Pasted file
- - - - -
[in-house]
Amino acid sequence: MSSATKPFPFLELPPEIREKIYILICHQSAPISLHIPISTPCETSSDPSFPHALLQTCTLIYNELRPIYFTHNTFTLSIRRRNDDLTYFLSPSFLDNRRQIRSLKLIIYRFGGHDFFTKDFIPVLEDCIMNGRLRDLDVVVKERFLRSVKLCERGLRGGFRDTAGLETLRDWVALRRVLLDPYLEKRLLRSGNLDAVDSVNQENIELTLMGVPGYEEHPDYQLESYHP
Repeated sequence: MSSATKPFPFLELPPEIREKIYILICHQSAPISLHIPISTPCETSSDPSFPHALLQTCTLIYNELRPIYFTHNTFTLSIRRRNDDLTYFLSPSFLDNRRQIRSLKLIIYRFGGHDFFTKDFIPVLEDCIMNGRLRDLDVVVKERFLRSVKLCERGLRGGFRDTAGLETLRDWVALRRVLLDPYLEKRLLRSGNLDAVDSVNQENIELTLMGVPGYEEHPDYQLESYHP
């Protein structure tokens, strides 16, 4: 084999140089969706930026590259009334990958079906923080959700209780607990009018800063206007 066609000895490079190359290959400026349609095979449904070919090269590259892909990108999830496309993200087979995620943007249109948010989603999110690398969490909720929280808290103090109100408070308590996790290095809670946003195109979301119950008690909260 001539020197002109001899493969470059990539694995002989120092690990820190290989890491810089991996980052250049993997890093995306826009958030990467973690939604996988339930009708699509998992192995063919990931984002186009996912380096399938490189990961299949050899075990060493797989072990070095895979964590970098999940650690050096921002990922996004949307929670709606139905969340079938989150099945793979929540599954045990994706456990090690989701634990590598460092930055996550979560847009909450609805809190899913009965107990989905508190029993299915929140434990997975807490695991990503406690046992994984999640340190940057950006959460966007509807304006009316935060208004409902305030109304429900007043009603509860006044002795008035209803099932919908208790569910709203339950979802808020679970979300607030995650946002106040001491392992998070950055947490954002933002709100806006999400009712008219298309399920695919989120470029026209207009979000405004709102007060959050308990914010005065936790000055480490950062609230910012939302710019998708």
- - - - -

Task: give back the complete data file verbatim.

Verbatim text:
[in-house]
Amino acid sequence: MSSATKPFPFLELPPEIREKIYILICHQSAPISLHIPISTPCETSSDPSFPHALLQTCTLIYNELRPIYFTHNTFTLSIRRRNDDLTYFLSPSFLDNRRQIRSLKLIIYRFGGHDFFTKDFIPVLEDCIMNGRLRDLDVVVKERFLRSVKLCERGLRGGFRDTAGLETLRDWVALRRVLLDPYLEKRLLRSGNLDAVDSVNQENIELTLMGVPGYEEHPDYQLESYHP
Repeated sequence: MSSATKPFPFLELPPEIREKIYILICHQSAPISLHIPISTPCETSSDPSFPHALLQTCTLIYNELRPIYFTHNTFTLSIRRRNDDLTYFLSPSFLDNRRQIRSLKLIIYRFGGHDFFTKDFIPVLEDCIMNGRLRDLDVVVKERFLRSVKLCERGLRGGFRDTAGLETLRDWVALRRVLLDPYLEKRLLRSGNLDAVDSVNQENIELTLMGVPGYEEHPDYQLESYHP
């Protein structure tokens, strides 16, 4: 084999140089969706930026590259009334990958079906923080959700209780607990009018800063206007 066609000895490079190359290959400026349609095979449904070919090269590259892909990108999830496309993200087979995620943007249109948010989603999110690398969490909720929280808290103090109100408070308590996790290095809670946003195109979301119950008690909260 001539020197002109001899493969470059990539694995002989120092690990820190290989890491810089991996980052250049993997890093995306826009958030990467973690939604996988339930009708699509998992192995063919990931984002186009996912380096399938490189990961299949050899075990060493797989072990070095895979964590970098999940650690050096921002990922996004949307929670709606139905969340079938989150099945793979929540599954045990994706456990090690989701634990590598460092930055996550979560847009909450609805809190899913009965107990989905508190029993299915929140434990997975807490695991990503406690046992994984999640340190940057950006959460966007509807304006009316935060208004409902305030109304429900007043009603509860006044002795008035209803099932919908208790569910709203339950979802808020679970979300607030995650946002106040001491392992998070950055947490954002933002709100806006999400009712008219298309399920695919989120470029026209207009979000405004709102007060959050308990914010005065936790000055480490950062609230910012939302710019998708």